Jobs Departure Marks End of An Age; Not the End of Apple - HotHardware
Jobs Departure Marks End of An Age; Not the End of Apple

Jobs Departure Marks End of An Age; Not the End of Apple

In the wake of Steve Jobs' departure, Apple is probably going to have a rough couple of days, but one can't but chuckle at the irony of the former CEO's timing. Apple has a long history of doing things in a way that surpasses their competition and Jobs' announcement handily surpasses HP's decision to abandon tablets and PCs. HP, after all, is just a company. Jobs is an institution.

At least, that's how he's seen. Not only is it nearly impossible to discuss Jobs without resorting to the gratuitous use of superlatives, it's equally difficult to discuss Apple without mentioning Steve. It's a mistake, however, to think that the relationship between Jobs and Apple means the company can't survive without the man. Apple didn't instantly fall apart when Jobs resigned in September 1985, and the company's eventual descent into near-irrelevance and bankruptcy was scarcely preordained.

Jobs' has a deserved reputation for being demanding, controlling, and taking a hands-on approach to every aspect of product design, but not for recruiting pushovers or yes men. Jonathan Ive, Apple's Senior VP of Industrial Design, has achieved minor rock star status in his own right for his designs while Tim Cook, the company's new CEO, has been with Apple since March, 1998. The company's other executives are similarly vetted and accomplished, and while none of them have Steve's sense of presence, he wasn't a man to suffer fools. There's also the fact that pancreatic cancer--the type Jobs survived--is normally quite fatal. The man has already had to grapple with the question of departure and what it would mean for his company. He's had years to work out the details. Given Jobs' neurotic attention to detail, it's unlikely he forgot to leave a few memos on the topic of what should happen next.


How come no one ever shows off that one picture of Steve Ballmer from the 1980s?


Oh yeah. That's why. But if you ignore his crime against humanity suit, Ballmer arguably aged better.

Steve Jobs has stepped down. In the next few weeks, Apple will launch the iPhone 5 and, if rumors are accurate, a lower-end iPhone 4 that'll slip in and replace the iPhone 3GS and re-establish the $99 price point. The iPad 3 is expected early next year. In the meantime, Apple is still the top mobile PC manufacturer (assuming you count tablets, which makes absolutely no sense, but no one asked us).  It's still engaged in a huge round of lawsuits with Samsung and HTC, it's still looking for a few good LTE engineers, and as of earlier this month, it's the world's most valuable company.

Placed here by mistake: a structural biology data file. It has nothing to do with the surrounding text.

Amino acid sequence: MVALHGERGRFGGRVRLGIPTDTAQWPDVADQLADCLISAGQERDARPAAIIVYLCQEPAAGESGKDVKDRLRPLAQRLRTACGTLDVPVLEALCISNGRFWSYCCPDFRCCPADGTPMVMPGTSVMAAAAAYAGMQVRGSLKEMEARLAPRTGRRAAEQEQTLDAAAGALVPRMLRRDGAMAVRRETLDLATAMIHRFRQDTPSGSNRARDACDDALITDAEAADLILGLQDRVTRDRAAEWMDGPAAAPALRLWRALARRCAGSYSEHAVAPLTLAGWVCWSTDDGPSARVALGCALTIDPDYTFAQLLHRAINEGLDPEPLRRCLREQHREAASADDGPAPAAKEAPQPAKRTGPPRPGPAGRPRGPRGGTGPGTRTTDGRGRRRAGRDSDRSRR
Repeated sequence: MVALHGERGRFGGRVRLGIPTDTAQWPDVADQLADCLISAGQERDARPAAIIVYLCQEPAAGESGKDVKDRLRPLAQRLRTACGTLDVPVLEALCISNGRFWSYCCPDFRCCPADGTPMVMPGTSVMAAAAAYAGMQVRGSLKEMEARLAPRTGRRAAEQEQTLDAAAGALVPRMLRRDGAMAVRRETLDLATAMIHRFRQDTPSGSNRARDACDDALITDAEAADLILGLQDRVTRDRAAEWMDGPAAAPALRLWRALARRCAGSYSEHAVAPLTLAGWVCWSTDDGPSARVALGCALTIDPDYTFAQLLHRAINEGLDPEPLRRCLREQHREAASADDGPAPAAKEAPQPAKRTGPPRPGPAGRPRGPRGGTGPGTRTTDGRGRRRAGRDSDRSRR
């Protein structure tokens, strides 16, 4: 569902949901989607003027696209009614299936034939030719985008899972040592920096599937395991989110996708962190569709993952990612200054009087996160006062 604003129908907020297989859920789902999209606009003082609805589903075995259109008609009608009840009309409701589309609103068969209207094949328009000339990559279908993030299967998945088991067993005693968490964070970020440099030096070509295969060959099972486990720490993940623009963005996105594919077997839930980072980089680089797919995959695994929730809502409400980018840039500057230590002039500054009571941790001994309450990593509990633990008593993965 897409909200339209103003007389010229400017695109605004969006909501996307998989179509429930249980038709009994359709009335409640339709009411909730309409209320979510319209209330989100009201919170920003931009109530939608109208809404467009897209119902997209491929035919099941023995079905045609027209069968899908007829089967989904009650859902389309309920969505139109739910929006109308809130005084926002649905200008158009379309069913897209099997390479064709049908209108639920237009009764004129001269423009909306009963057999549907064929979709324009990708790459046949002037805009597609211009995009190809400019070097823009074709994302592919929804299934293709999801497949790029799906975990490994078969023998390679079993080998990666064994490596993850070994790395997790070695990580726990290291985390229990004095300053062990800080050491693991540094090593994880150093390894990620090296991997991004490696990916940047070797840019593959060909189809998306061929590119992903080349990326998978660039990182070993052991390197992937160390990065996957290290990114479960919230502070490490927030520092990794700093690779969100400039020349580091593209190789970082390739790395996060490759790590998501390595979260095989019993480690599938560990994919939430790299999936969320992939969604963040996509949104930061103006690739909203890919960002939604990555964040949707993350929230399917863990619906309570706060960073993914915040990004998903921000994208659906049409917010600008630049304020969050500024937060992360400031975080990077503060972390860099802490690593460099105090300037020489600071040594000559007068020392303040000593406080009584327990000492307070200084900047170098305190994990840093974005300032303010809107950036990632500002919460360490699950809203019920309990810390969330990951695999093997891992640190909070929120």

The best way to replace Jobs is not to try. The company needs skilled, competent leadership, not Jobs 2.0. For all that the man was easily the most visible company figurehead in all of Silicon Valley, Apple didn't get where it is today solely on his back. Fourteen years is more than long enough for the man to have imparted his values, leadership style, and insights on everything from product design to the proper number of buttons on a mouse.

The best thing Wall Street could do is remember that even Jobs had his failures. The lump-stick-rectangle G4 iMac never sold well, the Mac Cube was a square, and IBM's G5 turned out to be a dubious bet, at best. There are products Apple could have made more competitive and at least one mouse (the hockey puck) that should've been thrown out the window ten seconds after the first prototypes arrived on campus.

Jobs is human. Coincidentally, so is Tim Cook. He'll never be Steve, but there's no reason that he has to be—and no reason why Apple can't continue to do disgustingly well.
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Well of course Apple will continue to do well, there's no need to make articles about why Apple can't do well or why Tim Cook is the best choice? I mean Tim Cook practically ran most parts of Apple, had a part in the making of some Apple products and knows what is best for the company. Besides, he's been with Steve Jobs most of his life, so he definitely knows what he's doing.

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I say good riddance and hopefully the company takes a tumble for it. Stringing its customers along with half assed hardware updates, failed promises. Why on earth would you leave your customers handcuffed to their computers in order to "fully" use their phones potential. Good riddance to an ignorant human being, who in the face of strong competition, refused to innovate and would rather waste money on suing other companies with superior products in frivilous lawsuits.

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That's...an interesting viewpoint. "Refusal to innovate" isn't a criticism you typically hear leveled against Apple.

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Personally I think Apple might have a little bit of a bumpy road ahead of them during this adjustment but that will quickly turn to smooth sailing. Everyone needs to keep in mind that Steve is still going to be Chairman of their board as well. Plus Tim Cook has been groomed to take the reigns.

While I agree with you bry2k2 about companies suing each other. It would be nice if all these companies (because Apple is not the only one) would stop buying up smaller companies just to use their patents in court. You cannot simply say that they refuse to innovate many of their products have brought on revolutions or pushed other products along.

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